I mean, come on. This is the eternal Word existing from the beginning. And they got to hear Him, see Him and touch Him. It’s amazing that God would use such small intricate details in communicating Himself to humanity. But, for some, they believe that, if God is going to reveal Himself, it has to be in some esoteric, sixth sense, or out of body experience? That’s the really spiritual stuff, right?

No. Frankly that doesn’t seem to be the pattern of how God works. He is an incarnational One, and this is true even prior to Christ. We see God’s presence in the angel of the Lord, the pillar of cloud by day and pillar of fire by night, the tabernacle and temple where God chose to dwell, and so many other ‘incarnational appearances’ of the Almighty. It seems that Scripture testifies that God wants to be with His people. Sure, such apperances are veiled. But that’s a good thing, since, if we saw Him in all His glory, we would keel over and die (check out Exodus 33:20). Yet, the final words of the Bible conclude that God’s consummating desire is that He dwell among His people (see Revelation 21:1-4).

And, so, God re-impressed upon my heart the reality that He is in the small things, even the smallest of the small. You wouldn’t think that such things as hearing, seeing or touching another would be important, but they are.

So, here I find myself listening to the gurgles and cries of my son, looking upon his face in wonderment, touching his soft skin, and I’m thinking, ‘If John was correct in those first words of his letter, then this stuff is really spiritual. This is truly divine.’

Now, contrary to such beautiful truth, I can easily find myself losing focus and forgetting about the wonderment of listening, looking upon and touching our son. Many times, I want to change his diaper rather quickly, breaking the previous time record. Or I hope it only takes 5 or 10 minutes to rock him to sleep this time, rather than have to walk around the entire apartment for a good 30 minutes. But such chips away at the divine blessing of being fully present with my son in all of my senses, enjoying the sounds, sights and touch of this little one.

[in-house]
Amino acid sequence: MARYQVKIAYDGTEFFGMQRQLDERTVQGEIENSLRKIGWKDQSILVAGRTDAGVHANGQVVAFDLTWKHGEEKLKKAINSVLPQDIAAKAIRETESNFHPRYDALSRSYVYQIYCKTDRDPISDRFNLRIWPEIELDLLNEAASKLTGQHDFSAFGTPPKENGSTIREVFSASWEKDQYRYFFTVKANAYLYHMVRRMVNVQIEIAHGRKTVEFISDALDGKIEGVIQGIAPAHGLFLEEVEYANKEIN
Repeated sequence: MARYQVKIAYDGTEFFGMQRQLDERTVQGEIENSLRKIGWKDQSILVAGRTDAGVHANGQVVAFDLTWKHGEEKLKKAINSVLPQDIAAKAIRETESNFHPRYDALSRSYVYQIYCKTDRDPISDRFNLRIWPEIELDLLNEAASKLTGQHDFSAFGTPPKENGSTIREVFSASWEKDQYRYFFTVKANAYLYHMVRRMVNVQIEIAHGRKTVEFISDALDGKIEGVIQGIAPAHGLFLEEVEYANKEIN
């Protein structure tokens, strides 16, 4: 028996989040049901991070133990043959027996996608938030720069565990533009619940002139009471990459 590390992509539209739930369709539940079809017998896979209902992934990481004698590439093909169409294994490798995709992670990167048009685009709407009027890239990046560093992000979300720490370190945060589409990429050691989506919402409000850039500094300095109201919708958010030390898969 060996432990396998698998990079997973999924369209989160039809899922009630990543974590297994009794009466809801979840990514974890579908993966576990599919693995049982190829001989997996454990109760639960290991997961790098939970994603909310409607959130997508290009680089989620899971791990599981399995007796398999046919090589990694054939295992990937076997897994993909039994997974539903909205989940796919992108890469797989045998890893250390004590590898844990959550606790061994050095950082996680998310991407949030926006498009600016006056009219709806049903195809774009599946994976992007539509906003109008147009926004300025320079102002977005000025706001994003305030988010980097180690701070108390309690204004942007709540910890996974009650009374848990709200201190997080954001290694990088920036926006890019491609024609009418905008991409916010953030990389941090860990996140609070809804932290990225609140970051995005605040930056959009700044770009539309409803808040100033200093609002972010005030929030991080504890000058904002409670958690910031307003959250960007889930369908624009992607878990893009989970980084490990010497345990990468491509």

Some theologians have noted that, in his letter, John might have been combating the early seeds of gnosticism. Such a dualistic philosophy desires to divide the material from the spiritual. Therefore, they were the greatest proponents of the sacred-secular split. God is all about the spiritual, but He is not too interested in the physical. And you can see how this philosophy has somewhat pervaded the church of the present day. But the opening words of John in his first epistle completely destroy such an unbiblical notion.

For God, there is no sacred-secular split. It all belongs to Him. As David poetically sang:

The earth is the LORD’s and the fullness thereof,
the world and those who dwell therein. (Psalm 24:1)

And Paul even tells us that all of creation will one day be redeemed (Romans 8:19-23). It’s not just about saving souls. It’s about the restoration of all things (see also Acts 3:19-21).

Therefore, from the great prophetic utterances and miraculous healings to the planting of flowers and rocking your baby to sleep, all such actions invite our God to present with us. And, the thing is, He is already in our midst. It’s just whether or not we are willing to recognise such.

I’m glad Jesus, the God-Man, let His followers listen to Him, look at Him and touch Him. And I am glad our Father still desires us today to be involved in the spiritual activity of using our five senses to His glory.

With the next diaper change, I don’t want it to be a task to quickly complete so I can get back to the more ‘important’ things, whatever that might mean. I want to learn to revel in the privilege of such a divine and spiritual activity. And, hey, if Caleb is truly a gift from God, and I believe he most certainly is, then changing diapers can only be a very spiritual and godly activity. And remember, even Jesus would have had dirtied his diapers since he was fully human. Just ask Mary.

Therefore, we can be encouraged that God really does enjoy interacting with us in our real human activities. There is nothing too small for God to utilise in revealing His glory and grace and beauty and power. So, let us celebrate the small and the ordinary, for they are just as spiritual as the list of other things on our minds. And I think John is reminding us of such in those introductory words to his first letter.

The Word of Life

Just yesterday, I was drawn into an in depth look at the text of 1 John. There were a couple of reasons behind this ‘wooing’:

  1. I just preached out of 1 John 3:16-18 and 4:18-21 this past Sunday, which, by the way, blew my mind. I am not sure I have a great grasp on this love thing just yet.